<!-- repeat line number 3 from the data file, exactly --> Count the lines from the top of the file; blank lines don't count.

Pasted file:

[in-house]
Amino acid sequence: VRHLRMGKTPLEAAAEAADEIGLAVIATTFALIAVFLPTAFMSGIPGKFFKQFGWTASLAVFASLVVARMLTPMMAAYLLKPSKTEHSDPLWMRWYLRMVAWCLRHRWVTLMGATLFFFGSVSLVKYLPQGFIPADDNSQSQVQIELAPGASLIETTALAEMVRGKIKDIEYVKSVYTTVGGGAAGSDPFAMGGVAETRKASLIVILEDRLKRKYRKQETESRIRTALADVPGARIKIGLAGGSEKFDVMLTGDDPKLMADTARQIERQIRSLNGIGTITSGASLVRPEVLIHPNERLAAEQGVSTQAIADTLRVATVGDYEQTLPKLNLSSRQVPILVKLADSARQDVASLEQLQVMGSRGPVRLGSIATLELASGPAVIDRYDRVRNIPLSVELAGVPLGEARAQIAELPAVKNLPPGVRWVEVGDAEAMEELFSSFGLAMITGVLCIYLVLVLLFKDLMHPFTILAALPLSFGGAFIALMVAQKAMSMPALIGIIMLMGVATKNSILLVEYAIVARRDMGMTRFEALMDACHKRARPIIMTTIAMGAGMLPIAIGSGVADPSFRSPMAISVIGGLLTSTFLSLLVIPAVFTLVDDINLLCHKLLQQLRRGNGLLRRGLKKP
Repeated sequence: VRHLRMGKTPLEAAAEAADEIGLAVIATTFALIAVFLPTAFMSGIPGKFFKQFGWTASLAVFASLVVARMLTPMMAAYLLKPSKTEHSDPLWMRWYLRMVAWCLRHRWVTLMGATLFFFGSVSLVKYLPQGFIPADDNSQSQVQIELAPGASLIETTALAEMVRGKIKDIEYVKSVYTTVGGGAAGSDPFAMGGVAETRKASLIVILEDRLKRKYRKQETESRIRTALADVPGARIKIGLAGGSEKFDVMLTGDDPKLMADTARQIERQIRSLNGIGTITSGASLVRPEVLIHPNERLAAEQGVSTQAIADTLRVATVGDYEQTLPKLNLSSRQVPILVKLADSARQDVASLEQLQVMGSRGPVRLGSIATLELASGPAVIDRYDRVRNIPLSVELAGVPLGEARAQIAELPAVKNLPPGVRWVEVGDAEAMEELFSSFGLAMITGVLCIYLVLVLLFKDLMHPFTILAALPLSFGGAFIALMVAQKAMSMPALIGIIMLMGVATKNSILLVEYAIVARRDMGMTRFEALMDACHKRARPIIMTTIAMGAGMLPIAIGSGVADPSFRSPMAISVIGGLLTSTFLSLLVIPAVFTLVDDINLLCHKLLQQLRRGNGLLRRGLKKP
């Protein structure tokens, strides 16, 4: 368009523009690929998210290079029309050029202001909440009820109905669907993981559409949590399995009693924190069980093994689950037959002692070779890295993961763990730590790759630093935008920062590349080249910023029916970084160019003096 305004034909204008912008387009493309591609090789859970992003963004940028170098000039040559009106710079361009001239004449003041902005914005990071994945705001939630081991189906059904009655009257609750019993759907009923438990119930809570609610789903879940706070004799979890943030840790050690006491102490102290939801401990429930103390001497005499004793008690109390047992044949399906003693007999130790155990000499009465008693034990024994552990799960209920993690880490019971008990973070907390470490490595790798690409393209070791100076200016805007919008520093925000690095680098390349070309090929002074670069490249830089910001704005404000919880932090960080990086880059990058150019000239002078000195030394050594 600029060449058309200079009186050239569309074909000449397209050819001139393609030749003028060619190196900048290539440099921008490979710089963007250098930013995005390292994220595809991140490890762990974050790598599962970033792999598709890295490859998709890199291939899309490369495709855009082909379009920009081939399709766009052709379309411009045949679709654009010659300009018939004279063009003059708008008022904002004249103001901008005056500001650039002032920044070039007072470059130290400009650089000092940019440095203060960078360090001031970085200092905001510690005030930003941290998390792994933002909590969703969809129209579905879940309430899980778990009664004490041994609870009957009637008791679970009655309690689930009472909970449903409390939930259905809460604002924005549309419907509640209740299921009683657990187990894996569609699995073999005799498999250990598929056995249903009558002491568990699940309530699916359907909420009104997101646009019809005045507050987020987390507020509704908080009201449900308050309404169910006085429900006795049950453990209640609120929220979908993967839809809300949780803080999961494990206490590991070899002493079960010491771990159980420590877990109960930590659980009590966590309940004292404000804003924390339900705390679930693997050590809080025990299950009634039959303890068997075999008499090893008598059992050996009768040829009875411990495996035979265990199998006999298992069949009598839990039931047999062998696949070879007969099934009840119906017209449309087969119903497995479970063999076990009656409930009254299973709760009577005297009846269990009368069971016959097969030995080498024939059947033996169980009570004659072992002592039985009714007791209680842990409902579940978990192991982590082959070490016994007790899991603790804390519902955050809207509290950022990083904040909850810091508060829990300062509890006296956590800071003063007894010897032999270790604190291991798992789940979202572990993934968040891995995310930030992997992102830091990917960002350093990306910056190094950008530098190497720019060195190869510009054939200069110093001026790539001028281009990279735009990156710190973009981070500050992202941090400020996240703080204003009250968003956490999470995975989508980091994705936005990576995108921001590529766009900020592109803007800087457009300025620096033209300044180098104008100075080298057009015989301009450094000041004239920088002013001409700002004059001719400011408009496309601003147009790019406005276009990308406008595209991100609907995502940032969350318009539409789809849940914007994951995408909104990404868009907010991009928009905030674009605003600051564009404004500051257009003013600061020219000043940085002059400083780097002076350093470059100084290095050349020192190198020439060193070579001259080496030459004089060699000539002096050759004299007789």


Repeated sequence: VRHLRMGKTPLEAAAEAADEIGLAVIATTFALIAVFLPTAFMSGIPGKFFKQFGWTASLAVFASLVVARMLTPMMAAYLLKPSKTEHSDPLWMRWYLRMVAWCLRHRWVTLMGATLFFFGSVSLVKYLPQGFIPADDNSQSQVQIELAPGASLIETTALAEMVRGKIKDIEYVKSVYTTVGGGAAGSDPFAMGGVAETRKASLIVILEDRLKRKYRKQETESRIRTALADVPGARIKIGLAGGSEKFDVMLTGDDPKLMADTARQIERQIRSLNGIGTITSGASLVRPEVLIHPNERLAAEQGVSTQAIADTLRVATVGDYEQTLPKLNLSSRQVPILVKLADSARQDVASLEQLQVMGSRGPVRLGSIATLELASGPAVIDRYDRVRNIPLSVELAGVPLGEARAQIAELPAVKNLPPGVRWVEVGDAEAMEELFSSFGLAMITGVLCIYLVLVLLFKDLMHPFTILAALPLSFGGAFIALMVAQKAMSMPALIGIIMLMGVATKNSILLVEYAIVARRDMGMTRFEALMDACHKRARPIIMTTIAMGAGMLPIAIGSGVADPSFRSPMAISVIGGLLTSTFLSLLVIPAVFTLVDDINLLCHKLLQQLRRGNGLLRRGLKKP